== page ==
Could another four years of Democratic Party rule be as
disastrous for the Left, oppressed social groups, and the working class
generally as a fresh four-year hell of Republican Party rule? I think it is
quite possible—for the simple reason that, as a ruling-class political party
that lacks the capacity or desire to radically alter the status quo in
favor of the less powerful and privileged, the party in power will invariably
become the target of mass resentment with the status quo. This
resentment may be of a left-wing or right-wing variety; a bourgeois,
middle-class, or working-class variety; or a convoluted mix thereof, but it is
Perhaps it may have been otherwise during previous moments in the history of U.S. capitalism, when it could be argued that a relatively broad consensus of satisfaction with the status quo existed among a critical mass of the population. But the era of such a cross-class consensus is over, and with it the golden years of an (always ephemeral) alignment of the liberal bourgeoisie and the working class in the Democratic Party. Now, the ship of state of U.S. capitalism is a tottering behemoth, badly in need of repairs and lurching toward global economic imperial decay. The growing inequality between rich and poor (and the super-rich and everyone else), persistent inflation, retrenchment in virtually all state services except repressive apparatuses, the multiplication of social crises from ubiquitous homelessness to civil strife— are all signs of capitalism’s inability to meet our collective needs.
Since neither the Democratic nor Republican Parties have any cure for the ills plaguing the status quo, the rule by either one or the other party means simply the switching of hands upon the clipboard of leadership over a terminal case. Under Democratic Party rule, the Republican Party and the right-wing take the initiative in leading the resistance to the insufferable status quo, not only making gains in terms of partisan support but also benefiting from momentum on a local level to enact a slew of utterly bigoted oppress-and-conquer measures. Under Republican Party rule, the Democratic Party and liberal organizations take up the mantle of the resistance, grow their ranks, and perhaps even stymie the worst excesses of the ruling party’s administration. However, in either case the effect remains the same. It is less the swinging of a pendulum–the switch from the rule of one party to the other is less diametric than is supposed–than it is an alternating current, a form of energy transmission that is both stable and continuous despite undergoing constant reversal.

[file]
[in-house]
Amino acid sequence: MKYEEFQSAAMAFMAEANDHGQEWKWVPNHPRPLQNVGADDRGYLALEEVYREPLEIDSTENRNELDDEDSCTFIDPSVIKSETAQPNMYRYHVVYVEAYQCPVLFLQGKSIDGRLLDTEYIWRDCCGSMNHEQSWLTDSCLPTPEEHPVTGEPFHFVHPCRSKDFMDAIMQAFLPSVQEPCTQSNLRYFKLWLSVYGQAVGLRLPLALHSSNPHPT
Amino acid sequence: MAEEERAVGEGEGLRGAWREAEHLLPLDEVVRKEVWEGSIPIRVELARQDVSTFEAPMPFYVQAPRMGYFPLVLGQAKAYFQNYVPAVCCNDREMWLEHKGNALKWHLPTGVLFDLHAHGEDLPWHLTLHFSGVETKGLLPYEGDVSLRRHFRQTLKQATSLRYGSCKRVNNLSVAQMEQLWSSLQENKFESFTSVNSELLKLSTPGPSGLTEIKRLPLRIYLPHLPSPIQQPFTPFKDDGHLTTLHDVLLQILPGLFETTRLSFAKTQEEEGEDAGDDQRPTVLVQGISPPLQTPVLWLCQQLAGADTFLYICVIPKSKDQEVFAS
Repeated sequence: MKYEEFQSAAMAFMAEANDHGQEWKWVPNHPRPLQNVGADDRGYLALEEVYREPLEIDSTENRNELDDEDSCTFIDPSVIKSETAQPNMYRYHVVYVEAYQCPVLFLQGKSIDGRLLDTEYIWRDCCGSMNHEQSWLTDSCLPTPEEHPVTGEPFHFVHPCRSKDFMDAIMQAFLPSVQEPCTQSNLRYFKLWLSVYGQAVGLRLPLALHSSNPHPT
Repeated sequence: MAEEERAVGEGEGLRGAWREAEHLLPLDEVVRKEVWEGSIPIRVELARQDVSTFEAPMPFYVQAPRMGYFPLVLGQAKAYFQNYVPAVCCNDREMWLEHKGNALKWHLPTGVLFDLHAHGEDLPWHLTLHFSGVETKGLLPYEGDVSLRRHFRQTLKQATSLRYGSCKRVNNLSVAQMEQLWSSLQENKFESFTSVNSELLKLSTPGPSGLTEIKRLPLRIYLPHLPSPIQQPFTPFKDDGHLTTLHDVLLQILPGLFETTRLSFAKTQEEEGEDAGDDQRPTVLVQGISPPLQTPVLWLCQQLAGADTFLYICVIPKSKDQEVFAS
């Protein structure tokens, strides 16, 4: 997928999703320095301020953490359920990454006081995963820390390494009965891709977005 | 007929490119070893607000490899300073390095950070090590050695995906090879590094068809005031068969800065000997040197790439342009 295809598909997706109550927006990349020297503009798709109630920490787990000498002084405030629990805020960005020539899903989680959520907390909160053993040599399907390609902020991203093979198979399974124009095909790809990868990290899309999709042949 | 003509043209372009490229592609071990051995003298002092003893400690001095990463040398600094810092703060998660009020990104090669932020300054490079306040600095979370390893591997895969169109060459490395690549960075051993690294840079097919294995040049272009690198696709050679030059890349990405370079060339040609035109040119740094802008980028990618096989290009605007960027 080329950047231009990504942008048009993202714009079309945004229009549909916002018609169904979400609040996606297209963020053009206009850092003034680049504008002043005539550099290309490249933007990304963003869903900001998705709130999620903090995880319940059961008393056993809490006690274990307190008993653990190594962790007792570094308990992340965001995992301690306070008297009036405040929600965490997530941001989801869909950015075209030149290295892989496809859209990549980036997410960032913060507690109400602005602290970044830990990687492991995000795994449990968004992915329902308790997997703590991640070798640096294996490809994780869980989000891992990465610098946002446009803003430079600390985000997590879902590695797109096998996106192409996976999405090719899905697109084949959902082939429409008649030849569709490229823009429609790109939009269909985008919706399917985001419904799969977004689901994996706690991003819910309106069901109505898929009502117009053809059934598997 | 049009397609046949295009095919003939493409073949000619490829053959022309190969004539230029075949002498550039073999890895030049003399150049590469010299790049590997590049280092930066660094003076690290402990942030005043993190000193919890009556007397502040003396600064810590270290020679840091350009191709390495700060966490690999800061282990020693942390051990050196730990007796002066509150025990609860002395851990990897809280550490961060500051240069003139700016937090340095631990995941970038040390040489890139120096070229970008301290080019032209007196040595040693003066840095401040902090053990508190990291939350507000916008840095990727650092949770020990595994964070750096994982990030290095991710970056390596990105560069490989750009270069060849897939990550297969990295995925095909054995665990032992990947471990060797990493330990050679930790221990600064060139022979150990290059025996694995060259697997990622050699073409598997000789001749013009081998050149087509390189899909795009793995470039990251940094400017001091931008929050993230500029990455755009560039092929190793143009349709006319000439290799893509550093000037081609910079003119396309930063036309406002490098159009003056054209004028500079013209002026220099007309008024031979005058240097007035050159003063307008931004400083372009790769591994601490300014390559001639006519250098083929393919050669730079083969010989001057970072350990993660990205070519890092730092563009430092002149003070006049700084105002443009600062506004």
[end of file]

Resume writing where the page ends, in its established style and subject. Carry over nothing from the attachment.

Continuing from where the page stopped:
The point is that the Democratic and Republican parties are not the same, but neither are they wholly separate species. They are respectively funded by different, though overlapping, sectors of capital, after all. Put more accurately, the rule by the Democratic and Republican parties, as distinct from their respective propaganda and social bases, is noteworthy above all else for the exceptional flexibility and constancy with which it has alternated over roughly 150 years of U.S. capitalist history.